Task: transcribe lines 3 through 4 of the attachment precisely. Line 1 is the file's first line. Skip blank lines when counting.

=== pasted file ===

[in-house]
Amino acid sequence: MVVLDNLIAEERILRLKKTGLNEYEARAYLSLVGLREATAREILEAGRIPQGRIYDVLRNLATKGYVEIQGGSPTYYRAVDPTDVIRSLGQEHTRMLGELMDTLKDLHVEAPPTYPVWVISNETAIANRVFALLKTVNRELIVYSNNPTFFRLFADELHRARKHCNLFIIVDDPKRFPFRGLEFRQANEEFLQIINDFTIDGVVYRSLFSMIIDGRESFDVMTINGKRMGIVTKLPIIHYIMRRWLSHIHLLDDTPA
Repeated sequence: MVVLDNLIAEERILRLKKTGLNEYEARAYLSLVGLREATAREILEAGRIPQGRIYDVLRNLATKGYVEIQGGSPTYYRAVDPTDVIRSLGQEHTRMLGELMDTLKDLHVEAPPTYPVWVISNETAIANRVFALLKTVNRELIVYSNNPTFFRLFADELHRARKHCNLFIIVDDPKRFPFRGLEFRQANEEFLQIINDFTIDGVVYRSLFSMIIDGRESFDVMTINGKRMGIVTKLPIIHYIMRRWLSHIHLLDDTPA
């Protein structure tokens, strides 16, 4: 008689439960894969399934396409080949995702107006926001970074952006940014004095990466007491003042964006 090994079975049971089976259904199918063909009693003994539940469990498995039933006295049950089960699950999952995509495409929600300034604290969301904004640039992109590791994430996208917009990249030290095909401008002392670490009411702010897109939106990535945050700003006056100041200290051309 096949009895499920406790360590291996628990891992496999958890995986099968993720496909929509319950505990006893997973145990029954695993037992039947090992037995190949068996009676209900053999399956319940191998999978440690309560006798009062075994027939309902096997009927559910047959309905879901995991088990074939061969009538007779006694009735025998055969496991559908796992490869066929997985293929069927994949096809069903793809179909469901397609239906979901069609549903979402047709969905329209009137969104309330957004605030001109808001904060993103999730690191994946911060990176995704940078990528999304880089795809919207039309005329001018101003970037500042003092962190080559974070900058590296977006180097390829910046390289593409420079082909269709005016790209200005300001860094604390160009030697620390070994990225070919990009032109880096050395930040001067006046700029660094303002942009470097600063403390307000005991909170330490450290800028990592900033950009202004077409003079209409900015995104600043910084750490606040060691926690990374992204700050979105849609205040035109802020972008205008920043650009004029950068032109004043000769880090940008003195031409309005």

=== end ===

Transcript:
Repeated sequence: MVVLDNLIAEERILRLKKTGLNEYEARAYLSLVGLREATAREILEAGRIPQGRIYDVLRNLATKGYVEIQGGSPTYYRAVDPTDVIRSLGQEHTRMLGELMDTLKDLHVEAPPTYPVWVISNETAIANRVFALLKTVNRELIVYSNNPTFFRLFADELHRARKHCNLFIIVDDPKRFPFRGLEFRQANEEFLQIINDFTIDGVVYRSLFSMIIDGRESFDVMTINGKRMGIVTKLPIIHYIMRRWLSHIHLLDDTPA
């Protein structure tokens, strides 16, 4: 008689439960894969399934396409080949995702107006926001970074952006940014004095990466007491003042964006 090994079975049971089976259904199918063909009693003994539940469990498995039933006295049950089960699950999952995509495409929600300034604290969301904004640039992109590791994430996208917009990249030290095909401008002392670490009411702010897109939106990535945050700003006056100041200290051309 096949009895499920406790360590291996628990891992496999958890995986099968993720496909929509319950505990006893997973145990029954695993037992039947090992037995190949068996009676209900053999399956319940191998999978440690309560006798009062075994027939309902096997009927559910047959309905879901995991088990074939061969009538007779006694009735025998055969496991559908796992490869066929997985293929069927994949096809069903793809179909469901397609239906979901069609549903979402047709969905329209009137969104309330957004605030001109808001904060993103999730690191994946911060990176995704940078990528999304880089795809919207039309005329001018101003970037500042003092962190080559974070900058590296977006180097390829910046390289593409420079082909269709005016790209200005300001860094604390160009030697620390070994990225070919990009032109880096050395930040001067006046700029660094303002942009470097600063403390307000005991909170330490450290800028990592900033950009202004077409003079209409900015995104600043910084750490606040060691926690990374992204700050979105849609205040035109802020972008205008920043650009004029950068032109004043000769880090940008003195031409309005």